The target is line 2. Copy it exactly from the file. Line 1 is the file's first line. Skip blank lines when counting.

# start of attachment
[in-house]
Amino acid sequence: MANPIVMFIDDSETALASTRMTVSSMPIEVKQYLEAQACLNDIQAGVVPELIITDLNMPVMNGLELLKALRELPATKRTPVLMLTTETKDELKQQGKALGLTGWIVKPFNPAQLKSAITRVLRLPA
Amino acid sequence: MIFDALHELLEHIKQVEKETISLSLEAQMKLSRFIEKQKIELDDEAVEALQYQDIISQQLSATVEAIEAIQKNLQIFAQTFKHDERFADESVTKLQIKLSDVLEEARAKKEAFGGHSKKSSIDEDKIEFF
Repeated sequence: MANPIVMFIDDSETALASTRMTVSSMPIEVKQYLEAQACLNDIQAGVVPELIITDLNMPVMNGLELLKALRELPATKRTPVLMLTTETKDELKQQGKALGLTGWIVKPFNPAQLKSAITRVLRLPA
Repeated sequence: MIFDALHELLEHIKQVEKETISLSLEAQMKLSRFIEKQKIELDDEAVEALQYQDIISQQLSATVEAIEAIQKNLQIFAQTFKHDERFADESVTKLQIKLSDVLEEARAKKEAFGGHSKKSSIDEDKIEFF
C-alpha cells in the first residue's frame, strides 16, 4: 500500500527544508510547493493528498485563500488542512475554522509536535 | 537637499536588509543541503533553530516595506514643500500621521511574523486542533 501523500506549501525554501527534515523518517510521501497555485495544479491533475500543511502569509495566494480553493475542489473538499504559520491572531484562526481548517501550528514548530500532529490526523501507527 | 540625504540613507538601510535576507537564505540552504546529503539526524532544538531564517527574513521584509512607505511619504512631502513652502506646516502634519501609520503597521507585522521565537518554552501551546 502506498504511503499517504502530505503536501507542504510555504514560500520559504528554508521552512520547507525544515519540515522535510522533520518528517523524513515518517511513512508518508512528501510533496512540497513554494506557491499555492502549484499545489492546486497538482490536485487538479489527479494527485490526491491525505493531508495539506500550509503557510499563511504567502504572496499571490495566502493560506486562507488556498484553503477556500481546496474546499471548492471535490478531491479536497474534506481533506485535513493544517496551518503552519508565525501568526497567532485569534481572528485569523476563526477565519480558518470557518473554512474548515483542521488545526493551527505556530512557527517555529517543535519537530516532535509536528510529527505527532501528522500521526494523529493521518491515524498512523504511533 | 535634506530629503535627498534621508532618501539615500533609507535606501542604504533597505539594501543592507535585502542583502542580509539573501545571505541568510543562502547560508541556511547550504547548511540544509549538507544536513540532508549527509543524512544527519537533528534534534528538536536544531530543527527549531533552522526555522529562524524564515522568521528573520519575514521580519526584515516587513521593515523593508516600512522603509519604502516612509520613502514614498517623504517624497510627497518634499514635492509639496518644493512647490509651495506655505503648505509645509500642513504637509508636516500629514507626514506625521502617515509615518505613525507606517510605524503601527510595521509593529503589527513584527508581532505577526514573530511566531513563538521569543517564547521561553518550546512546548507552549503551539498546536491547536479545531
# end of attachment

Amino acid sequence: MANPIVMFIDDSETALASTRMTVSSMPIEVKQYLEAQACLNDIQAGVVPELIITDLNMPVMNGLELLKALRELPATKRTPVLMLTTETKDELKQQGKALGLTGWIVKPFNPAQLKSAITRVLRLPA